It seems more and more people are trying to get the AI thing happening. So I have decided to try and help with a little step by step guide to how its done manually (no PAI installers etc.)
Step 1, Must have files,
To begin you need to have these programs;
1. Afcad (So you can add parking to your airports) http://library.avsim.net/esearch.php?CatID=fs2004afcd&DLID=46238
2. Ttools (Adds the Aircraft and Flightplans)
3. Editvoicepak (This is optional but is well worth it to bring your AI alive)
For Ttools and Afcad add a new folder to your FS9 folder called AI Utilities and save them in there.
1. Afcad- There are two ways of adding Afcad files, you can do them yourself based on airport charts, info off airport websites etc. or you can download them off avsim.com or flightsim.com. If you are saving from the web they need to be saved in the scenery folder in the addon scenery section of FS9. Its fairly easy to navigate and learn how to use. We will come back to Afcad later in the tutorial.
2. Ttools- This little program is the heart of your AI, upon unzipping go to collect the purple collect airports logo. Once this is complete there are really only 4 files you will be using, the red Ttools program, and 3 notepad files named aircraft, flightplans and airports.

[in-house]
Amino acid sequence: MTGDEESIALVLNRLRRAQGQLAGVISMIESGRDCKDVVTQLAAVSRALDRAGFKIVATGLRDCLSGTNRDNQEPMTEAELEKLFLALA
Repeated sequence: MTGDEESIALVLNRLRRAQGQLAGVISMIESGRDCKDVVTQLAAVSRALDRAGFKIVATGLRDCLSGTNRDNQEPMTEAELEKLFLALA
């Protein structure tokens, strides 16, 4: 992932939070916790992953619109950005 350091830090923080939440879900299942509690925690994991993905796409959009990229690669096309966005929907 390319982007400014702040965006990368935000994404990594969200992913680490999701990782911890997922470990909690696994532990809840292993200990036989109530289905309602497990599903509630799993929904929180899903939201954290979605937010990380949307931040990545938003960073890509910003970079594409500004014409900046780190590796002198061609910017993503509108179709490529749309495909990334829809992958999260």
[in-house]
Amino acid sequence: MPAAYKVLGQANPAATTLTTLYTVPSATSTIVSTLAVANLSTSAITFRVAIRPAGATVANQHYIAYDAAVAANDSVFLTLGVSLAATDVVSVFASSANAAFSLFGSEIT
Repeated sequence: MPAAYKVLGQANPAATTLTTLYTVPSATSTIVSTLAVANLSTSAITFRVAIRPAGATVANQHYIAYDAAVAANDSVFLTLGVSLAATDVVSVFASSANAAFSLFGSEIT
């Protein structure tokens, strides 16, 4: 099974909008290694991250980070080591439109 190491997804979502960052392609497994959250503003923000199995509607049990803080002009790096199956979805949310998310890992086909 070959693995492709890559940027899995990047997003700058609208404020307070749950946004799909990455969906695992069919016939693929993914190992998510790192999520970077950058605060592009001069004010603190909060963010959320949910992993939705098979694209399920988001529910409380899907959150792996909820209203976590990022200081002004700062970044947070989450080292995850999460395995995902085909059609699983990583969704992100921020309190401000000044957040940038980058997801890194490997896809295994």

3. Editvoicepak- This will add to the ATC experience by allowing extra ATC aircraft callsigns, airports etc.
Adding the Aircraft.
Stick mainly with AI-Aardvark, EvolveAi and FS Painter where you can. As I live in Sydney we are going to use a Virgin Blue 737-800 winglet version as an example.
#1 - Go to http://www.ai-aardvark.com/ and in the aircraft repaints section click on the 737-800 http://www.ai-aardvark.com/aiaircraft/repaints/737_800/737_800.html, there are two models available for the B738 each download repaint must match the download model, so we want the 737-800 Base Model Winglet version. Save this to your fs9 aircraft folder. Once its done you have the base for all 737-800 Ai-Aardvark, with winglets repaints. Next you need the Virgin Blue textures, save these into your unzipped base model. Unzip when downloaded then copy the file marked texture.xxx (the xxx could be called anything from virgin to DJ) into the 737-800 folder and you have your first plane ready to be added to AI schedules. ***Don't be alarmed that the AI-Aardvarks don't appear in the Select Aircraft drop down menus in FS9 they are not meant to be flown *****